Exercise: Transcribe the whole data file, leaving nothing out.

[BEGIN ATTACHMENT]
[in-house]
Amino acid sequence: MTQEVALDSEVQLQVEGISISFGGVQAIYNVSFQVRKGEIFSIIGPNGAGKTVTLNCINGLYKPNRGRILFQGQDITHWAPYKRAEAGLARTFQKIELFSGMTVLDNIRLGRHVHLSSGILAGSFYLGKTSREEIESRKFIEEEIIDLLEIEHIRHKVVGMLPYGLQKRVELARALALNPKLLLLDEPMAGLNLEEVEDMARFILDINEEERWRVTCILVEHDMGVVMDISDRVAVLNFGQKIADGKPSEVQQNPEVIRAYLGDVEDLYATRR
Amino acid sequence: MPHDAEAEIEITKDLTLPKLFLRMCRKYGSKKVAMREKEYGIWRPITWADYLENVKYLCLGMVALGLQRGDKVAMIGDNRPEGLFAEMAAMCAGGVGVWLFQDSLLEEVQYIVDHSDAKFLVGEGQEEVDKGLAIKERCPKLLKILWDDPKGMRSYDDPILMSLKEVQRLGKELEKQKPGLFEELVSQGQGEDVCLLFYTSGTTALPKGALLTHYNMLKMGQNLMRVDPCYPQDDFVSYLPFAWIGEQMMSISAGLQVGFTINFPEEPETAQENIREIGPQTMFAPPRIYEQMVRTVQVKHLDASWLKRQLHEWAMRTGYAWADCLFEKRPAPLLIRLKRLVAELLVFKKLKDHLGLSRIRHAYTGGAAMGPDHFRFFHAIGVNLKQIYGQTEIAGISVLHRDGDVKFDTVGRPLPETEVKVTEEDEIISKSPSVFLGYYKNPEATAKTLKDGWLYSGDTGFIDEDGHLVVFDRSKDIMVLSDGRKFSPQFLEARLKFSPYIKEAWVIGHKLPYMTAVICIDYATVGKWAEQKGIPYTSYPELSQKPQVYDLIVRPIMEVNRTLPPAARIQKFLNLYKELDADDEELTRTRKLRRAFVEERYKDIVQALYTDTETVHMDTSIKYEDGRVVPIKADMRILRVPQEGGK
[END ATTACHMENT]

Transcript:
[in-house]
Amino acid sequence: MTQEVALDSEVQLQVEGISISFGGVQAIYNVSFQVRKGEIFSIIGPNGAGKTVTLNCINGLYKPNRGRILFQGQDITHWAPYKRAEAGLARTFQKIELFSGMTVLDNIRLGRHVHLSSGILAGSFYLGKTSREEIESRKFIEEEIIDLLEIEHIRHKVVGMLPYGLQKRVELARALALNPKLLLLDEPMAGLNLEEVEDMARFILDINEEERWRVTCILVEHDMGVVMDISDRVAVLNFGQKIADGKPSEVQQNPEVIRAYLGDVEDLYATRR
Amino acid sequence: MPHDAEAEIEITKDLTLPKLFLRMCRKYGSKKVAMREKEYGIWRPITWADYLENVKYLCLGMVALGLQRGDKVAMIGDNRPEGLFAEMAAMCAGGVGVWLFQDSLLEEVQYIVDHSDAKFLVGEGQEEVDKGLAIKERCPKLLKILWDDPKGMRSYDDPILMSLKEVQRLGKELEKQKPGLFEELVSQGQGEDVCLLFYTSGTTALPKGALLTHYNMLKMGQNLMRVDPCYPQDDFVSYLPFAWIGEQMMSISAGLQVGFTINFPEEPETAQENIREIGPQTMFAPPRIYEQMVRTVQVKHLDASWLKRQLHEWAMRTGYAWADCLFEKRPAPLLIRLKRLVAELLVFKKLKDHLGLSRIRHAYTGGAAMGPDHFRFFHAIGVNLKQIYGQTEIAGISVLHRDGDVKFDTVGRPLPETEVKVTEEDEIISKSPSVFLGYYKNPEATAKTLKDGWLYSGDTGFIDEDGHLVVFDRSKDIMVLSDGRKFSPQFLEARLKFSPYIKEAWVIGHKLPYMTAVICIDYATVGKWAEQKGIPYTSYPELSQKPQVYDLIVRPIMEVNRTLPPAARIQKFLNLYKELDADDEELTRTRKLRRAFVEERYKDIVQALYTDTETVHMDTSIKYEDGRVVPIKADMRILRVPQEGGK